At the 2005 World Championships in Helsinki, Kipchoge faced neither of his two Paris or Athens rivals, with El Guerrouj having retired and Bekele defending his 10,000m title only. The Kenyan was favourite to win a second World title, but with a decidedly slow pace, he struggled to get going as Benjamin Limo won gold while he finished fourth in 13:33.04.
He closed out the disappointing season with a fast win in the Brussels Golden League 5000 (12:50.22) and a more modest 2nd in the World Athletics Final 3000 (7:38.95).
Kipchoge chose to forego both the World Cross Country Championships and the Commonwealth Games early in 2006 but competed at the World Indoor Championships in Moscow, where he was up against Bekele again, this time over 3000m, which seemed better suited to Kipchoge, who had just recorded a new indoor 1500 PB of 3:36.25 in Birmingham. However, he had to make do with a bronze (7:42.58) as the Ethiopian took gold.
The highlights of an underwhelming season were 7:30.48 in 3000m and a 12:54.94 in 5000m.
Kipchoge raced sparingly in 2007, skipping indoors altogether and running just one cross country and five track races before the World Championships in Japan, the most notable of which were a dazzling 10,000m debut in Hengelo (26:49.02).
At the trials for Osaka, Kipchoge was third, making the Kenyan team for the World Championships. In the final, he was again undone by a slow pace, which saw Bernard Langat edge him out for gold with Kipchoge settling for silver in 13:46.00.
Two cross country race in Europe opened 2008 for Kipchoge, before his track debut in Doha (3,000m, 7:33.14), followed by 13:02.06 in 5000m in Ostrava in early June. A second place at the Kenyan Olympic trials gave him a second bite of the cherry in Beijing.
In the 5000m final, Kipchoge was again up against his nemesis Bekele and he again came up short, finishing second in 13:02.80.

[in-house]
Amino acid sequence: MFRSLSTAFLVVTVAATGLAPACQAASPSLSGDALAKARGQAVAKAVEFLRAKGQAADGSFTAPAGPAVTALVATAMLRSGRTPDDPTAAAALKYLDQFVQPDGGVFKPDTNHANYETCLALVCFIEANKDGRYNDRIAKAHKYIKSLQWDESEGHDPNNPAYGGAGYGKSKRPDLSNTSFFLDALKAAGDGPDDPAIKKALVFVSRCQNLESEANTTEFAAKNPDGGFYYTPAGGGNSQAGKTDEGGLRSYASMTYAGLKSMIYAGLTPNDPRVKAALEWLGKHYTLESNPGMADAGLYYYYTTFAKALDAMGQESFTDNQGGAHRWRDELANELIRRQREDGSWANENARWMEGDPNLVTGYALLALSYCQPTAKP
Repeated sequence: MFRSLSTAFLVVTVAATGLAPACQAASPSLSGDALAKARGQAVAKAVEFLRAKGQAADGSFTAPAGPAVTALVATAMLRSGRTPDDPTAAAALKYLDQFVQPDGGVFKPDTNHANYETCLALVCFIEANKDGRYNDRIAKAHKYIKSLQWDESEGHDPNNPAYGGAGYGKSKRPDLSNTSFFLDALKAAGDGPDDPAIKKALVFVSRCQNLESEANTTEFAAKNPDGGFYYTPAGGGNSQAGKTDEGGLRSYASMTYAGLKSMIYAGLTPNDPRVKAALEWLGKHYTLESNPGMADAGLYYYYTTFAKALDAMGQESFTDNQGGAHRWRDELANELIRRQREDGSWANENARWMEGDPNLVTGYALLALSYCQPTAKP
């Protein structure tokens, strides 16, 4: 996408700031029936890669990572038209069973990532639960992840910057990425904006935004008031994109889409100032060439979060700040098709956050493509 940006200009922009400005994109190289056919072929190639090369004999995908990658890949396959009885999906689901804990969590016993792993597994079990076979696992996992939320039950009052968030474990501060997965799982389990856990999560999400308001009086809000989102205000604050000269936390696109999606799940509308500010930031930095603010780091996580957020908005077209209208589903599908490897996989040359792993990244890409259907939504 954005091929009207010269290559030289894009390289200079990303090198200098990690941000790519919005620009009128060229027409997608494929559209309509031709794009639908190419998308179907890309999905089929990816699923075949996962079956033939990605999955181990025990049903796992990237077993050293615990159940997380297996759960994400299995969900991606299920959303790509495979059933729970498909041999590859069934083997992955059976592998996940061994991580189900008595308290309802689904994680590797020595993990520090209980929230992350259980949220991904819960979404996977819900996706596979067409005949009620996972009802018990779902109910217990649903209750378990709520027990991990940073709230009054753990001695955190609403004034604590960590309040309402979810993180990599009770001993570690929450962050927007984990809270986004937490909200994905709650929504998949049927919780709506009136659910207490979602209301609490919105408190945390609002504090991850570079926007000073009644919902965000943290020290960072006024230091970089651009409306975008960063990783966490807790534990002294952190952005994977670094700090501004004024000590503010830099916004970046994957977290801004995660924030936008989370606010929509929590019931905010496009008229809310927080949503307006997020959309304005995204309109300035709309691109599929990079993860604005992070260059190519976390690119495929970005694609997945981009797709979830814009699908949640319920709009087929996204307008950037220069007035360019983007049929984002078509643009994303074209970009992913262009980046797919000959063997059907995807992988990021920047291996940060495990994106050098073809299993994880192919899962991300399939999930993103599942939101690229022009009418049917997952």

2009 was another underwhelming year. Kipchoge started his track season in Doha with a fast 3000m (7:28.37). He timed a seasonal best in 5000m (12:56.46) in June in Milan before finishing third at the trials for the Berlin World Championships. In Berlin, he faded to fifth (13:18.95) as Bekele again triumphed.
A blistering 12:51.21 in Doha in May 2010 was the highlight of a low-key year, where he took silver at the Commonwealth Games in Delhi in October.
After a sizzling start, with a victory at the Edinburgh cross in early January and indoor PBs at 3000m (7:29.37) and 5000m (12.55.72) in less than a week in February, 2011 was another unremarkable year, in which he could only manage seventh place in 13:27.27 at the Daegu World Championships – his worst career placing at major championships.
Then came the nadir in 2012, where Kipchoge failed to make the Olympics team in both 5,000m and 10,000m.
However, a sign of where he was headed came in September, when he clocked 59:25 in his debut half marathon on the way to finishing third in Lille.
That performance was enough for him to be included in the team for the World Half Marathon Championships in Bulgaria, where he finished sixth in 61:52.
Kipchoge shifted his focus entirely to road running from 2013. A 60:04 half marathon started his season in February and in April he made his marathon debut in Hamburg, winning in 2:05:30. He improved his time to 2:04:05 in September as he chased Wilson Kipsang, who set the World record at Berlin marathon. It would be his only defeat so far at the distance.
Kipchoge started 2014 with a 60:52 timing to win the half marathon in Barcelona in February. He followed it by winning the Amsterdam marathon in 2:05:00 in April.